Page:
1980 CJ7 build

As already suggested, I would not torque any of the spring bolts down until you have the full weight on them, not even the fixed mount locations. Also, I would leave the shackle mounts fairly loose and drive around for a while until the Jeep figures out where it wants to sit. Also, you may consider using lock nuts on all the spring components instead of standard nuts and locktite. Once you get them torqued down to the right spec, the won't back off. And especially with the shackle mounts as the torque will be fairly low there, 25 ft. lbs. or so. I apologize I am coming into this one late, but are you using rubber or poly bushings in the springs and shackles? If rubber, there really isn't a need for the grease, but if poly, there is of course. You probably already know this, but once again coming late to the party and noticed all the zerks and what looks like rubber bushings. You can grease them, but they are designed to run dry.

Progress looking good though. Although she looks to be tracking a little too far to the driver's side :). And I will give a firm amen to having to drill on some old rusted bolts. Have had my fair share with both the CJ and the FSJ. Patience and good cutting oil usually gets me through....and couple extra beers.
 

daddyusmaximus

Explorer
The bushings are poly, hence the greasable shackles. I was just using what nuts that came in the kits. It's weird what they throw in there. Some are regular nuts, and some are nylok nuts.I may go buy some more of the nylok so they're all the same. Everything is just hand tight right now. I ended up loosening them up to get the axles mounted. Thankfully I thought of it before I started... That offtracking is just the camera angle. Here is a front view, and in this shot the phone is off center just enough to make it look like it's tracking to the passenger side a bit. The spring pads lined up perfectly, and the axle fell right into place. The measurements going from sidewall to frame are nearly identical side to side.

 
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daddyusmaximus

Explorer
Seeing as how I'm getting ready to get the shock towers welded on the frame, and the tabs on the axles, I figured I'd go ahead, and get the motor mounts, and trans mount on as well.



Finances continue to be a stumbling block, and I have decided to forego the idea of swapping to the Dana 300. The Dana 20 was working when I pulled it, I'll just keep using it, and save the expense of having to buy new output shafts, and adapters... Either way, I want to get both the trans and T-case gone through to make sure everything is 100%. Just because I was driving the CJ5 before I tore it down, doesn't mean I won't put these same components in the CJ7, only to have them go south in 6 months...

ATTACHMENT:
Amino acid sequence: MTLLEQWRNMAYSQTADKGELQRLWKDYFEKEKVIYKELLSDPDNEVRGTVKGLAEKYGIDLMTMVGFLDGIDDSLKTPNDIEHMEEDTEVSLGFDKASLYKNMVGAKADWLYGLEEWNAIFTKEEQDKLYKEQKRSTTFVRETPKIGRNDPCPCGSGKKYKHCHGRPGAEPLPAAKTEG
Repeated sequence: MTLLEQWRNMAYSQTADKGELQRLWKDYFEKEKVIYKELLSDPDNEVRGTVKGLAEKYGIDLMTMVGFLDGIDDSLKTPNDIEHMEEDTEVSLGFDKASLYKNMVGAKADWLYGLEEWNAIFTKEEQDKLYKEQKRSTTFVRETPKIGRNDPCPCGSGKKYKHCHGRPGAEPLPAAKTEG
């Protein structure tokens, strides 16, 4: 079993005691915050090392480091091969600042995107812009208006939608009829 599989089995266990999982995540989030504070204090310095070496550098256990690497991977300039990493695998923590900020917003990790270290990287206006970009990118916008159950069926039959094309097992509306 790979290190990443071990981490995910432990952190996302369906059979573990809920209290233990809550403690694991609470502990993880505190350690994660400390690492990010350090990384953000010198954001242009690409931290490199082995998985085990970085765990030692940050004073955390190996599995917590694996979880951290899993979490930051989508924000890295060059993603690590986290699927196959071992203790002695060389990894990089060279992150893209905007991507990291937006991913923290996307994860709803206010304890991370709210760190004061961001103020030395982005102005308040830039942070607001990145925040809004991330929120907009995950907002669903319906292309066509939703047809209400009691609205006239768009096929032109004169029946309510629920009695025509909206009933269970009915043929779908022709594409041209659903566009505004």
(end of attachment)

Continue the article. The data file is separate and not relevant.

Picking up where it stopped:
Upon closer inspection, I noticed that there are signs of abuse... Somebody has been beating on the shift rails.



Then I remember even though it did work, it was difficult to shift at times. It had a twin stick cable shifter (supposedly newly installed) but I never could get it to work independently. Just regular 4 high, or 4 low. Something for the trans guy to check on. I'll be dropping it off Tuesday, along with a spare Dana 20 that came with the CJ5 back when I first got it. The "spare" has a broken rear output shaft, but most of the other parts should be good, including the shift rails.





I'm going to try to have a transmission mount fabbed up using the stock skidplate as the base, but if need be I can have a new crossmember built. The one it was mounted with in the CJ5 had to be cut out. I was a huge piece, welded in, hung real low, and the engine & trans were both mounted solid, with no rubber mounts. Not how I want it done.

Once I get these back I can get the welder over here. That should be all the welding I'll need til it's time for the cage.


But of course something will come up...
 

daddyusmaximus

Explorer
Transmission, and 2 Dana 20s off to the trans guy. Hopefully he won't take too long to freshen them up, and they can get put in their new home... He said he was busy as hell, but I'm not too worried. Wife already reminded me that Christmas is coming, so I probably won't get much (if any) money this month for Jeep parts... or gun parts... or ammo... or anything cool.

 

daddyusmaximus

Explorer
I forgot to take in the converter when I dropped off the trans, and t-cases, but I can drop it off next time I'm down in Lafayette. I may just spring for a new converter anyhow since that's what you normally do when you get a rebuild...



Anyway, I went out to see if I could get the mount off the old trans. I had a thought that with the 999, and 727 being from the same family, I just might be able to use the same mount that came on the Jeep originally. I'll take it with me next time I go, and see if the holes line up. The gunk on it was in places a good 1/4 inch thick. I had to scrape it off with a putty knife before taking a brush, and rag to it.







 

daddyusmaximus

Explorer
Then I decided to test fit the tub. I don't have any new parts that bolt on easily (nor money to buy any) at the moment. I have to wait to get the trans back, so I can have the motor mounts, and shock towers welded in place. I discovered two things.



1. Just setting it on the frame is a great motivator.